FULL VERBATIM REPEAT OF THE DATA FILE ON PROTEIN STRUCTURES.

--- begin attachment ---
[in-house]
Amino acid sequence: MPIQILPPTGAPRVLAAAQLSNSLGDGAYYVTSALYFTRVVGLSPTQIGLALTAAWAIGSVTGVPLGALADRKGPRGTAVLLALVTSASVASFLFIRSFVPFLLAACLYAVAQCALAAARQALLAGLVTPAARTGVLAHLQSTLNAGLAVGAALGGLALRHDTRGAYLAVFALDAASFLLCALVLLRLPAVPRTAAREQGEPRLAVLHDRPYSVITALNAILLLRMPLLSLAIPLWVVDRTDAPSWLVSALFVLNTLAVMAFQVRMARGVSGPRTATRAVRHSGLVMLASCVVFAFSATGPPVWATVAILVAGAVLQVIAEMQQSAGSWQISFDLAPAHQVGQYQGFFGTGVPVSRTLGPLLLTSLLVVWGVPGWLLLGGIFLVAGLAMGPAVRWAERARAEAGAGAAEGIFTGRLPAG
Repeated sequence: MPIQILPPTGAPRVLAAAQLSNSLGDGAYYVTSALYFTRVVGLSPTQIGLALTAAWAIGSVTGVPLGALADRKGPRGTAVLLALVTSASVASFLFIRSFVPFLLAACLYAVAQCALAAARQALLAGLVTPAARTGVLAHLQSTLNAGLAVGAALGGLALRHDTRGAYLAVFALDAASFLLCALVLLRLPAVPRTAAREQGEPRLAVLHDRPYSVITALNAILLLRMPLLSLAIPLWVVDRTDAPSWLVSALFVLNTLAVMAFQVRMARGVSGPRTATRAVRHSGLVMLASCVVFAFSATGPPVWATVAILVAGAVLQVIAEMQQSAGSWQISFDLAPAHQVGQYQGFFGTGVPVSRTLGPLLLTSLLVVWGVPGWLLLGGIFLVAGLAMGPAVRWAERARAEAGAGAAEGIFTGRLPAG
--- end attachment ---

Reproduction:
[in-house]
Amino acid sequence: MPIQILPPTGAPRVLAAAQLSNSLGDGAYYVTSALYFTRVVGLSPTQIGLALTAAWAIGSVTGVPLGALADRKGPRGTAVLLALVTSASVASFLFIRSFVPFLLAACLYAVAQCALAAARQALLAGLVTPAARTGVLAHLQSTLNAGLAVGAALGGLALRHDTRGAYLAVFALDAASFLLCALVLLRLPAVPRTAAREQGEPRLAVLHDRPYSVITALNAILLLRMPLLSLAIPLWVVDRTDAPSWLVSALFVLNTLAVMAFQVRMARGVSGPRTATRAVRHSGLVMLASCVVFAFSATGPPVWATVAILVAGAVLQVIAEMQQSAGSWQISFDLAPAHQVGQYQGFFGTGVPVSRTLGPLLLTSLLVVWGVPGWLLLGGIFLVAGLAMGPAVRWAERARAEAGAGAAEGIFTGRLPAG
Repeated sequence: MPIQILPPTGAPRVLAAAQLSNSLGDGAYYVTSALYFTRVVGLSPTQIGLALTAAWAIGSVTGVPLGALADRKGPRGTAVLLALVTSASVASFLFIRSFVPFLLAACLYAVAQCALAAARQALLAGLVTPAARTGVLAHLQSTLNAGLAVGAALGGLALRHDTRGAYLAVFALDAASFLLCALVLLRLPAVPRTAAREQGEPRLAVLHDRPYSVITALNAILLLRMPLLSLAIPLWVVDRTDAPSWLVSALFVLNTLAVMAFQVRMARGVSGPRTATRAVRHSGLVMLASCVVFAFSATGPPVWATVAILVAGAVLQVIAEMQQSAGSWQISFDLAPAHQVGQYQGFFGTGVPVSRTLGPLLLTSLLVVWGVPGWLLLGGIFLVAGLAMGPAVRWAERARAEAGAGAAEGIFTGRLPAG